Nova Scotia's Department of Transportation and Infrastructure Renewal says the cause of last month's train derailment in Pictou County was a buckled section of track resulting from sudden and unusual changes in the temperature of the track.
On Friday, the department released the results of its investigation into the June 9 derailment that forced the evacuation of several homes in West River Station. The five families forced out were allowed to return about a week later.
Geoff MacLellan, minister of transportation and infrastructure renewal, says it's important for the government to understand what happened.
"This was a serious incident affecting a number of Pictou County residents," he said in a news release.
"While as regulator, the department is satisfied with the corrective action taken by the railway, this doesn't mean that we're moving on from this issue. We have asked our inspectors to ensure the railway follows through on its preventative actions, and will be watching it very closely to ensure it is doing all it can to prevent another derailment."
In the release, the transportation department said Genesee & Wyoming Inc., the company that owns the Cape Breton and Central Nova Scotia Railway, did the following after the derailment:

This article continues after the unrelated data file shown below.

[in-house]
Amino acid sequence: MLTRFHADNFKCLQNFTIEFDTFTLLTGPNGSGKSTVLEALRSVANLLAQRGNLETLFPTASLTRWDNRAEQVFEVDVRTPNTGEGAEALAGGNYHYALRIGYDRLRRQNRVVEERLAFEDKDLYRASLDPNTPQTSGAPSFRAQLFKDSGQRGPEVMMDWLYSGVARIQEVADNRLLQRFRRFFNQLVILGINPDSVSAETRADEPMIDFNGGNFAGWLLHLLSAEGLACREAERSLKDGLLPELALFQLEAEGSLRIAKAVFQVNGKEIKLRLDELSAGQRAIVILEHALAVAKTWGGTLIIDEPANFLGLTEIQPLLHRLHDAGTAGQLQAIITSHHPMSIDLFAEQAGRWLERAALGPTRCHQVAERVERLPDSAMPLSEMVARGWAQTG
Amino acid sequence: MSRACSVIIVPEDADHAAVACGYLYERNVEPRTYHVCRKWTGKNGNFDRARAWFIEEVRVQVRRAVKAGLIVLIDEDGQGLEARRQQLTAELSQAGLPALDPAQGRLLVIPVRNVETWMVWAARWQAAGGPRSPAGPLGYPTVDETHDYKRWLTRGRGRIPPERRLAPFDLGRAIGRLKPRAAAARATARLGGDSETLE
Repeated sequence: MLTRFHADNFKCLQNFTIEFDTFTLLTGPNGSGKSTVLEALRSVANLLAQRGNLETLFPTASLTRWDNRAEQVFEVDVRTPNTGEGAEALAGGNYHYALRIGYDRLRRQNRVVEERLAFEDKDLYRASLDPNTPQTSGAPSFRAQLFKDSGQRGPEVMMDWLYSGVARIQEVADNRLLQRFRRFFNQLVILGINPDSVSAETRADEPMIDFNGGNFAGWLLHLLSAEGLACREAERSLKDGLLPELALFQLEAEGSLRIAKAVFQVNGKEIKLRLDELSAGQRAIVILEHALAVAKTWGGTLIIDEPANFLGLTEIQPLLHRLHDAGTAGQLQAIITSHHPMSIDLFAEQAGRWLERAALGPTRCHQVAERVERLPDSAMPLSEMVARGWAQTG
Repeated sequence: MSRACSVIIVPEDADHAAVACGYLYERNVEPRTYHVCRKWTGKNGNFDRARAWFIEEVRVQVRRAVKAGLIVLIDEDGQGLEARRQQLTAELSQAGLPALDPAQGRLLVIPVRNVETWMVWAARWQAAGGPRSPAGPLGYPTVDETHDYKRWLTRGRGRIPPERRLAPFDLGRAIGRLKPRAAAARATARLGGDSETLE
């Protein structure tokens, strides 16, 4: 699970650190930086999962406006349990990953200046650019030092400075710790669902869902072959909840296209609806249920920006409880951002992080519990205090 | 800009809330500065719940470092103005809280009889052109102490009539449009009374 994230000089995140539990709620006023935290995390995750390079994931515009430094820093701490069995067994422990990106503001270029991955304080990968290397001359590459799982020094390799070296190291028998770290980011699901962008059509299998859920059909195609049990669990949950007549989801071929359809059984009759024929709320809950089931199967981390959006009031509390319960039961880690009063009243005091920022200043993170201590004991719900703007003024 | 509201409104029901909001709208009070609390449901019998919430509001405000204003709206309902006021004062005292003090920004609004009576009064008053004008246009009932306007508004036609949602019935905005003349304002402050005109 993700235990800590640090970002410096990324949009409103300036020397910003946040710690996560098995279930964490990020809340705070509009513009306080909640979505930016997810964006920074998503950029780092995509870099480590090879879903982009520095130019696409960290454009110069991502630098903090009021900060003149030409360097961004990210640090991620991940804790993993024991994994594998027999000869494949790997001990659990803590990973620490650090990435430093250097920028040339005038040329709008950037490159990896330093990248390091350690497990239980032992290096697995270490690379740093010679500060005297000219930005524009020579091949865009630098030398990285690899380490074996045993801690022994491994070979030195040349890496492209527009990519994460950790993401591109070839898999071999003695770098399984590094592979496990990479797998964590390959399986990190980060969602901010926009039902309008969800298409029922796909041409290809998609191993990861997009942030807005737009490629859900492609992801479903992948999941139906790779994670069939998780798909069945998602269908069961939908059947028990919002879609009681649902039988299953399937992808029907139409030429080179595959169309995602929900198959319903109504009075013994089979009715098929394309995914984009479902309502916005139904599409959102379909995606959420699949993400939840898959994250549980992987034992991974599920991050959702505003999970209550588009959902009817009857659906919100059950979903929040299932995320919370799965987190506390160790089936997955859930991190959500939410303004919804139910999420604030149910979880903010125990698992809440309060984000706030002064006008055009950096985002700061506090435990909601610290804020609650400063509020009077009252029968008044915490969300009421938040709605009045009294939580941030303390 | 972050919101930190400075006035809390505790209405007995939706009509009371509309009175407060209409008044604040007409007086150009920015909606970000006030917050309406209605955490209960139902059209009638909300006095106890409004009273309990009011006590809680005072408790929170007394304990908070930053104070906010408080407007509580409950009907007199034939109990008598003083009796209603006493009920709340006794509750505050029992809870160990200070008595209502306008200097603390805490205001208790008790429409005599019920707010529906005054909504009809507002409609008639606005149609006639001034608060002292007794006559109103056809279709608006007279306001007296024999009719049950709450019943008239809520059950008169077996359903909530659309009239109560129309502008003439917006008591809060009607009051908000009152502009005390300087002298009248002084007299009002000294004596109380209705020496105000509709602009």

- Replaced more than 90 metres of track with several 12-metre track panels "from the point of derailment through the derailment site to considerably reduce risks of track buckle."
- Performed a stress test on the rail line.
- Reviewed rail maintenance requirements with employees.
- Developed a new training program for employees.
- Restricted train speed to 40 km/h between 1 p.m. and 8 p.m. for the summer. In extreme heat, train speed may be reduced to 16 km/h or train operation cancelled, if warranted.
The six derailed cars were carrying a mix of butane and propane, commonly referred to as liquid odourless propane, said RCMP. Police said there was no leak.
The train was travelling from Stellarton to Truro. Police say there were two people on board the train at the time but no one was injured.
This was the second train derailment in two weeks in Pictou County. Three rail cars carrying sheets of steel derailed in the downtown area of New Glasgow on May 29. No one was injured.
View Nova Scotia train derailments since 2000 in a larger map